Written by Joe Kleinsasser Wednesday, 19 March 2008 08:14
The odds are stacked against them, but some underdogs overcome the odds.
Perhaps they catch lightning in a bottle, or the more talented opponent has an off day, or a combination of both, but upsets happen.
Upsets are synonymous with March Madness, but the favorites usually win for a reason: They’re better. The beauty of sports is that any team can win on any given day. And while underdogs may win a game or two or even three, it’s nearly impossible for an underdog to win six consecutive games and a national championship.
What’s interesting is how many teams latch on to the underdog role, and why not? There’s no shame if you lose to a better and more talented team, while there is some embarrassment and more disappointment if you lose to a lesser team.
The underdog loves to play the “We don’t get any respect” card. It’s not always true, but it’s a card that gets played frequently.
It’s almost comical when teams playing in the Super Bowl play that card.
The talent differential among the top teams at the professional level is minimal at best.
In college basketball, it’s hard to call Gonzaga an underdog anymore, but credit the Zags for giving a boost to the so-called mid-majors.
A small college in Seattle, Gonzaga first made waves in 1999. As a 10th seed that year, Gonzaga made the Elite Eight. A year later the Zags were once again a 10th seed, but didn’t lose until the Sweet 16. In 2001, Gonzaga was a 12th seed, but again reached the Sweet 16 before losing.
Gonzaga has never reached the Final Four, and it has not duplicated its success of 1999-2001, but it showed that mid-majors could complete at the highest levels against the best teams.
Some would argue that George Mason is the first true Cinderella to make the Final Four, although Indiana State, with Larry Bird, made it all the way to the championship game.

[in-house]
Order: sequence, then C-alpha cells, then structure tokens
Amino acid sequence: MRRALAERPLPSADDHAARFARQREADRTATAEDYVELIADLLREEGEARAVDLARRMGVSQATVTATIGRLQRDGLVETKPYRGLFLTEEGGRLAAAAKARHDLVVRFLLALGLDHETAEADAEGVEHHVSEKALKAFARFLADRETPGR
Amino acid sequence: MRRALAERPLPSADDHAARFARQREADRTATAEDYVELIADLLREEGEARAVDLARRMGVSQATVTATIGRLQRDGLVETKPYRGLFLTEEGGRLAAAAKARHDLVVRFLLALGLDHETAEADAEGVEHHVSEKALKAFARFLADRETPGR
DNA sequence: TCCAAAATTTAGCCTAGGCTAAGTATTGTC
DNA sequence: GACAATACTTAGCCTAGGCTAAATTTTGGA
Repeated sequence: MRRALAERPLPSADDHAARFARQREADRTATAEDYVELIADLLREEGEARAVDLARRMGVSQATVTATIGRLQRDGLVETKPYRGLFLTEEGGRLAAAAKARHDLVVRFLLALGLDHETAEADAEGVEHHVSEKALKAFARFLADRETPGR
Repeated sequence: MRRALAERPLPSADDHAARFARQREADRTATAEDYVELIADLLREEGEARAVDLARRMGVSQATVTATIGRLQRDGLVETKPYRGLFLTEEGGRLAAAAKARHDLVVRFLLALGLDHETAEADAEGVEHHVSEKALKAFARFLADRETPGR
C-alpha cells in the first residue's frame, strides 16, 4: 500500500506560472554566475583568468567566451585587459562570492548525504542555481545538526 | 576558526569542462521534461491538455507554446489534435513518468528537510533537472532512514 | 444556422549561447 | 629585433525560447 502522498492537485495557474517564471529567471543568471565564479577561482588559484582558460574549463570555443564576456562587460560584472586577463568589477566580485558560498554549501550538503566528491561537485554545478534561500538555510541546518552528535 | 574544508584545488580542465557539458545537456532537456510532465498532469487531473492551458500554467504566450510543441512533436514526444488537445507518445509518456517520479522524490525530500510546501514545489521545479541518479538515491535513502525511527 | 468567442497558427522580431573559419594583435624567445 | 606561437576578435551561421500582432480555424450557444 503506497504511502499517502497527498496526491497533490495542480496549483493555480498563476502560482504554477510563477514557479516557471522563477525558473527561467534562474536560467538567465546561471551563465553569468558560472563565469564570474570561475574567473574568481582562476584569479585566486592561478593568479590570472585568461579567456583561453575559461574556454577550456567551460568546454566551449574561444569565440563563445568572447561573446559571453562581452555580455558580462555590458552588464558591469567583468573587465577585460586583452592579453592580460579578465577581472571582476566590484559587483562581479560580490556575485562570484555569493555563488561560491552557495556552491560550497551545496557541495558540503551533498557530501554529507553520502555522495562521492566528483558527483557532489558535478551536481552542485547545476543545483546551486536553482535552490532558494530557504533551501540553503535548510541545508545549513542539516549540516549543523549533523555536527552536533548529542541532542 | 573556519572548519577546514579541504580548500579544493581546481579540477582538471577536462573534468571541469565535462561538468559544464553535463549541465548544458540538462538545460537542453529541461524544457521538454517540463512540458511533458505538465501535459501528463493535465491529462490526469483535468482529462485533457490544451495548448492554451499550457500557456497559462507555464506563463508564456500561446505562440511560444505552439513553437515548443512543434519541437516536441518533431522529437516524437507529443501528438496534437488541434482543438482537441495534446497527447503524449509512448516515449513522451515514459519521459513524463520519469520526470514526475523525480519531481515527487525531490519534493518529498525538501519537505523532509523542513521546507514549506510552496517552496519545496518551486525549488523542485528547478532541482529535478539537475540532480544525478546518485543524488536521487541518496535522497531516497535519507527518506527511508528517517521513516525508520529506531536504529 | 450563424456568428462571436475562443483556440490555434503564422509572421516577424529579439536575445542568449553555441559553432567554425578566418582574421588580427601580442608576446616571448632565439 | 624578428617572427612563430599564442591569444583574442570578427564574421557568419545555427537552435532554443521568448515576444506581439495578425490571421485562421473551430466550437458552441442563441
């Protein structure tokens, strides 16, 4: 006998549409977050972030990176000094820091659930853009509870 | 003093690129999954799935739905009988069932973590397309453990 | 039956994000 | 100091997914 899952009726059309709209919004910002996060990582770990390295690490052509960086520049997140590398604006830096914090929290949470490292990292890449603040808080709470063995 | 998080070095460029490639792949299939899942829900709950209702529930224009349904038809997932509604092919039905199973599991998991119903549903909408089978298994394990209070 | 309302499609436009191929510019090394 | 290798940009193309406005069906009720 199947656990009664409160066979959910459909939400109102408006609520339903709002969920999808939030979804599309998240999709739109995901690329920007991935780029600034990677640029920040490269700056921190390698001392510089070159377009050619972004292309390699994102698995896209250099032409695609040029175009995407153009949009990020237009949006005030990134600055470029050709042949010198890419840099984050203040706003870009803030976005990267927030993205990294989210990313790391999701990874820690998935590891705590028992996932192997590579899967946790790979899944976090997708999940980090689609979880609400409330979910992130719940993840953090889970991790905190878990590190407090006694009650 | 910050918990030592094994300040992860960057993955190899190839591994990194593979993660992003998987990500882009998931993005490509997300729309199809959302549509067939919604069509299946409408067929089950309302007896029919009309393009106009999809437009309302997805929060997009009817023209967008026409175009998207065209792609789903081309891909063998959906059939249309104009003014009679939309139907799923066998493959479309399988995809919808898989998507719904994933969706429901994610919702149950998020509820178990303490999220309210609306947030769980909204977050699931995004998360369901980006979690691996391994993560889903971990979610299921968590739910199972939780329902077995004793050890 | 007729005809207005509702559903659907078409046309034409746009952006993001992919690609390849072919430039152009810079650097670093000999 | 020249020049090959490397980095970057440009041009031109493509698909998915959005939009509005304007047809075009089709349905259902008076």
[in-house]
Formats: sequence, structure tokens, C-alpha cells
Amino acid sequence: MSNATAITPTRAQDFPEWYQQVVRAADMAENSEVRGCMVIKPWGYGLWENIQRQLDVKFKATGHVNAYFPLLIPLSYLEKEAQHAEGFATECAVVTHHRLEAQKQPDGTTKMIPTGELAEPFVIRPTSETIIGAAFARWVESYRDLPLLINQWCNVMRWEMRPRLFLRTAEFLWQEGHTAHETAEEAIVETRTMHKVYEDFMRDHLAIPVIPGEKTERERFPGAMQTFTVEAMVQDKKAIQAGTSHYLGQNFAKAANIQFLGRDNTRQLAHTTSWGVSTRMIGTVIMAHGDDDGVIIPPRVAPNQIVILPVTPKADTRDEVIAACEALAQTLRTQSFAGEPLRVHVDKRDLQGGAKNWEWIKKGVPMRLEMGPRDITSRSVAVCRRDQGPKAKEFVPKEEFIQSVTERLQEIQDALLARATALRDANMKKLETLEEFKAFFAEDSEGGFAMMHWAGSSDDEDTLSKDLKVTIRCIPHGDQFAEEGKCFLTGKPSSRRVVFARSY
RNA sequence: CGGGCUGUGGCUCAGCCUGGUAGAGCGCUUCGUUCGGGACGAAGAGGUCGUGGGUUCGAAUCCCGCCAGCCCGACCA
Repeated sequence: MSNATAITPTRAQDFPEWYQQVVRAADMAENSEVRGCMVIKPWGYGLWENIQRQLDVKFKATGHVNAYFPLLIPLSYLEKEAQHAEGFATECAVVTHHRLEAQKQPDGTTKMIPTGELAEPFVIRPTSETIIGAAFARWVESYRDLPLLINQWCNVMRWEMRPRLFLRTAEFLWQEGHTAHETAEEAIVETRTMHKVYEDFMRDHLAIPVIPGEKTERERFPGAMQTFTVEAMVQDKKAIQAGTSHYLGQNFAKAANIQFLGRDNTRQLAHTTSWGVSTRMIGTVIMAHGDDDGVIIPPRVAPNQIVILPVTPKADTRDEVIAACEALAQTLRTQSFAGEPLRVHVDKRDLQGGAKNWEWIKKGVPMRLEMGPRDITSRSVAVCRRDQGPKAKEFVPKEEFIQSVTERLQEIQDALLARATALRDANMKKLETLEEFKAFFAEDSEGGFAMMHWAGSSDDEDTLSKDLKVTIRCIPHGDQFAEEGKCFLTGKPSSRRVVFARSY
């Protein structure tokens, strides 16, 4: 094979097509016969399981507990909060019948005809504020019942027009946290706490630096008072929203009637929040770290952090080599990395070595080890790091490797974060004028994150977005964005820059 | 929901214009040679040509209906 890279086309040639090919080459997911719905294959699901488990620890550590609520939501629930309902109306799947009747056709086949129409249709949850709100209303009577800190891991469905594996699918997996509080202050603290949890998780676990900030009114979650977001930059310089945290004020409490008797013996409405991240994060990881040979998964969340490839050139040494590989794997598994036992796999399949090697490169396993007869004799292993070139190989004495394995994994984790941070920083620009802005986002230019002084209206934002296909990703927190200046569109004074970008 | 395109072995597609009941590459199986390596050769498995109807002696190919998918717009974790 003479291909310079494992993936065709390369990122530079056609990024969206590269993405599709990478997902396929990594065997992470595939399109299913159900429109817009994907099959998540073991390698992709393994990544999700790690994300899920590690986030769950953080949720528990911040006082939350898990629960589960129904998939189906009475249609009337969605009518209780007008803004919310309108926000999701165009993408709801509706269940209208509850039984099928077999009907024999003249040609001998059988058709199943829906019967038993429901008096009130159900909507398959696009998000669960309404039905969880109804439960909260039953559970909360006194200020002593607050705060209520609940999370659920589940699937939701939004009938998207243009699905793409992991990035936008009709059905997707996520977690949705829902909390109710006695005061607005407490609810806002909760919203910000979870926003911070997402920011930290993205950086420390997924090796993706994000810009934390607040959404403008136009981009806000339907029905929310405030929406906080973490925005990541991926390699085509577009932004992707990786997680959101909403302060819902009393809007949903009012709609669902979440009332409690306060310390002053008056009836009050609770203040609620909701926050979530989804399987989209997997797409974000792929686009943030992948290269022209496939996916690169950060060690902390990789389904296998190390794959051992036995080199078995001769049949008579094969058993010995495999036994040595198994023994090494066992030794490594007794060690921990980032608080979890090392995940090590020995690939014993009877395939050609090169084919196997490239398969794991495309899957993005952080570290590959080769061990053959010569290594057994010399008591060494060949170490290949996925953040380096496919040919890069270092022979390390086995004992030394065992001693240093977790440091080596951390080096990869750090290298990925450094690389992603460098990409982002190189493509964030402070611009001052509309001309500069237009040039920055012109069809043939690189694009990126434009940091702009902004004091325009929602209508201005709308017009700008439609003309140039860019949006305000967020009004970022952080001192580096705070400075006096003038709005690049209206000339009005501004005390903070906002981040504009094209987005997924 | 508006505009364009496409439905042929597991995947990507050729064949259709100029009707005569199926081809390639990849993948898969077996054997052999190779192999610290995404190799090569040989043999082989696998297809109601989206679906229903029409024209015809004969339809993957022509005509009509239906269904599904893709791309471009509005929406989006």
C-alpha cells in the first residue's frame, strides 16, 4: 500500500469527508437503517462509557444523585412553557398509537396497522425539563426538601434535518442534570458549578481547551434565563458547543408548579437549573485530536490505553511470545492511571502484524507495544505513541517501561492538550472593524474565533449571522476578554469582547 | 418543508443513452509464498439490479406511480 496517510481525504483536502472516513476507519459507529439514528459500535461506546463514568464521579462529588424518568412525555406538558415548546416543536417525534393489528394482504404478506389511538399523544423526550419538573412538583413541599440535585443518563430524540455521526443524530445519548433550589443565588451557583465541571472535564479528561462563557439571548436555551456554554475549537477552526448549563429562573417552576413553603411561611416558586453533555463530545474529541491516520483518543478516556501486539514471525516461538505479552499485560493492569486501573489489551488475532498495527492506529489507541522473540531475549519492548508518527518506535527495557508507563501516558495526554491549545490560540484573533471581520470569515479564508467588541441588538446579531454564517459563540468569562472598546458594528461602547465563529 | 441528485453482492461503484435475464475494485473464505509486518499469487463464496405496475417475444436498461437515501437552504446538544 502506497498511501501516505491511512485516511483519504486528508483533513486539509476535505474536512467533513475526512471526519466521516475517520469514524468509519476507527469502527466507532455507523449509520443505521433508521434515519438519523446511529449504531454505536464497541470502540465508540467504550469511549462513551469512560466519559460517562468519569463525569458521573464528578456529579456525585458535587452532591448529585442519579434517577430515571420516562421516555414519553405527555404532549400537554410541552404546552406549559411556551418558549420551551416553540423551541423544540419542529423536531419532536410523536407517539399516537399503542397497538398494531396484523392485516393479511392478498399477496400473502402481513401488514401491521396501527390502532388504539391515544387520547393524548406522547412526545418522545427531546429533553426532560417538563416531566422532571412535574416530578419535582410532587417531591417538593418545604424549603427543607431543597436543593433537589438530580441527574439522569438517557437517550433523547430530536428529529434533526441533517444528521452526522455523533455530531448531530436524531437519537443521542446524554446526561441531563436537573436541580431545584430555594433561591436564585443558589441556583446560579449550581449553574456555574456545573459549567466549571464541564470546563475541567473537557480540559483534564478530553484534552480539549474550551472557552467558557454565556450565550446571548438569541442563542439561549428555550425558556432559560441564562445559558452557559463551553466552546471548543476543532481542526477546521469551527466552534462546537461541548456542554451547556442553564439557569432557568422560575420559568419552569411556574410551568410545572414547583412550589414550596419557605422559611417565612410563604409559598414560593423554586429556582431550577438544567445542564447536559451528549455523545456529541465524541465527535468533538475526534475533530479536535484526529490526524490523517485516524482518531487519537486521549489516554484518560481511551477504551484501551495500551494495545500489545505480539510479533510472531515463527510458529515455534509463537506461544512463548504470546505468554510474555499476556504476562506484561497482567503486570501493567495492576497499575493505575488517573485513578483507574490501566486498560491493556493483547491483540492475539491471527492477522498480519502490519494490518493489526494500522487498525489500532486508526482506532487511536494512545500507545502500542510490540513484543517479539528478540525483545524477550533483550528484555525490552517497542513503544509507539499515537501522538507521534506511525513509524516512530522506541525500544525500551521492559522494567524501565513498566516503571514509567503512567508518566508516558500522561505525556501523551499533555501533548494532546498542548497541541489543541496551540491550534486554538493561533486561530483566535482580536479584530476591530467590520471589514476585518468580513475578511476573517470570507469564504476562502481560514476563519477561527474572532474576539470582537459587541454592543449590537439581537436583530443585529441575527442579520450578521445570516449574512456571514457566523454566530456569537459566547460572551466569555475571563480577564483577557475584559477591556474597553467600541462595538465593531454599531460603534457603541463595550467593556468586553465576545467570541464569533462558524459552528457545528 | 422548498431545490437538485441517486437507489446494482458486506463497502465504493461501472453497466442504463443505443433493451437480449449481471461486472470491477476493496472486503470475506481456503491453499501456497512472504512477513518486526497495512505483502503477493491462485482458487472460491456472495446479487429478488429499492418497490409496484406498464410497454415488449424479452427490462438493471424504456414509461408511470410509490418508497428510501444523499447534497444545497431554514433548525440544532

And in 1966, Texas Western College, now called the University of Texas-El Paso, made history by becoming the first team in history to win the NCAA championship with five African American starters. Most people didn’t even know Texas Western existed at the beginning of the season.
Texas Western was the first southern state school to integrate its college athletic teams, and in 1966 the campus was only 1 percent African American. The basketball team dealt with racism not only on the road, but at home as well. Everyone, it seemed, wanted them to lose.
There’s a fine line between underdog and unknown. I think of an underdog as being outmanned, with no business winning. Texas Western may be more in the unknown category. Their talent was such that they were legitimate title contenders, but they came from nowhere and caught people by surprise.
So which underdog can claim the top upset in sports history? Was it the Miracle on Ice, when the U.S. beat the Soviet Union 4-3 in the medal round of the 1980 Winter Olympics?
Or how about Super Bowl III, when Joe Namath guaranteed a victory, and the Jets stunned the Colts 16-7.
In golf, Jack Fleck, a total unknown, beat Ben Hogan in an 18-hole playoff to win the 1955 U.S. Open.
Count KU football coach Mark Mangino among those who doesn’t mind being an underdog. He said, “We always play better when we are the underdog. People didn’t have many nice things to say about our players. It didn’t hurt their feelings. It motivated them. I want to thank those people for doubting us.”
Among the more unlikely underdogs are the New York Yankees. It’s hard to picture the Yankees as underdogs, but most experts believe the Boston Red Sox is the team to beat in that division.
Technically, anyone who is not favored is an underdog, but to warrant the genuine emotional appeal, a real underdog has to overcome a significant resource differential. That hardly describes the Yankees.
Historically, the upset for the ages was David knocking off Goliath. But then, the consequences of winning and losing in that situation were far greater than simply winning or losing a basketball game.